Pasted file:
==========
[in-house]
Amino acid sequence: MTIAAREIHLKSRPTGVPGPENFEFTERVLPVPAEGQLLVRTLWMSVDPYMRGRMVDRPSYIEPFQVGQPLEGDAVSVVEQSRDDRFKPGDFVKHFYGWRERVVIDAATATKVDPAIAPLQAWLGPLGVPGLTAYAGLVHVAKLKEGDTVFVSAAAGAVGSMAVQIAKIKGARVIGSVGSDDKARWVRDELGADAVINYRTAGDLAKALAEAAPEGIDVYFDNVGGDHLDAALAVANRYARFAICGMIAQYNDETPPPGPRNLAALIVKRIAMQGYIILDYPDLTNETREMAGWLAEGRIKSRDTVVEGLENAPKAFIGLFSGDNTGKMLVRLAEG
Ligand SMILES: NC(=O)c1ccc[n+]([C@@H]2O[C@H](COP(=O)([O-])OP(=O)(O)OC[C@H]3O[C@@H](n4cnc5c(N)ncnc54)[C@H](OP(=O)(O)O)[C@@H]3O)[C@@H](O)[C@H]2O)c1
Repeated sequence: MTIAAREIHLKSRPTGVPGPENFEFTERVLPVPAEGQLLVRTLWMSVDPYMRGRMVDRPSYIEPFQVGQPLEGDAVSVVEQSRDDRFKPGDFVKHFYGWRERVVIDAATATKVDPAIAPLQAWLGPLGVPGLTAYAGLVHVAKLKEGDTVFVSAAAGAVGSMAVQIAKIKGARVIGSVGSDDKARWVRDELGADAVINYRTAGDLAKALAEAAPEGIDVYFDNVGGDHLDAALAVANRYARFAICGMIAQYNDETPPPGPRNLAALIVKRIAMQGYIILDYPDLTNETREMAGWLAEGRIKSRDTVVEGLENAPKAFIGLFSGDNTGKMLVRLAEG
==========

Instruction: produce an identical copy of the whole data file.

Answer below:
[in-house]
Amino acid sequence: MTIAAREIHLKSRPTGVPGPENFEFTERVLPVPAEGQLLVRTLWMSVDPYMRGRMVDRPSYIEPFQVGQPLEGDAVSVVEQSRDDRFKPGDFVKHFYGWRERVVIDAATATKVDPAIAPLQAWLGPLGVPGLTAYAGLVHVAKLKEGDTVFVSAAAGAVGSMAVQIAKIKGARVIGSVGSDDKARWVRDELGADAVINYRTAGDLAKALAEAAPEGIDVYFDNVGGDHLDAALAVANRYARFAICGMIAQYNDETPPPGPRNLAALIVKRIAMQGYIILDYPDLTNETREMAGWLAEGRIKSRDTVVEGLENAPKAFIGLFSGDNTGKMLVRLAEG
Ligand SMILES: NC(=O)c1ccc[n+]([C@@H]2O[C@H](COP(=O)([O-])OP(=O)(O)OC[C@H]3O[C@@H](n4cnc5c(N)ncnc54)[C@H](OP(=O)(O)O)[C@@H]3O)[C@@H](O)[C@H]2O)c1
Repeated sequence: MTIAAREIHLKSRPTGVPGPENFEFTERVLPVPAEGQLLVRTLWMSVDPYMRGRMVDRPSYIEPFQVGQPLEGDAVSVVEQSRDDRFKPGDFVKHFYGWRERVVIDAATATKVDPAIAPLQAWLGPLGVPGLTAYAGLVHVAKLKEGDTVFVSAAAGAVGSMAVQIAKIKGARVIGSVGSDDKARWVRDELGADAVINYRTAGDLAKALAEAAPEGIDVYFDNVGGDHLDAALAVANRYARFAICGMIAQYNDETPPPGPRNLAALIVKRIAMQGYIILDYPDLTNETREMAGWLAEGRIKSRDTVVEGLENAPKAFIGLFSGDNTGKMLVRLAEG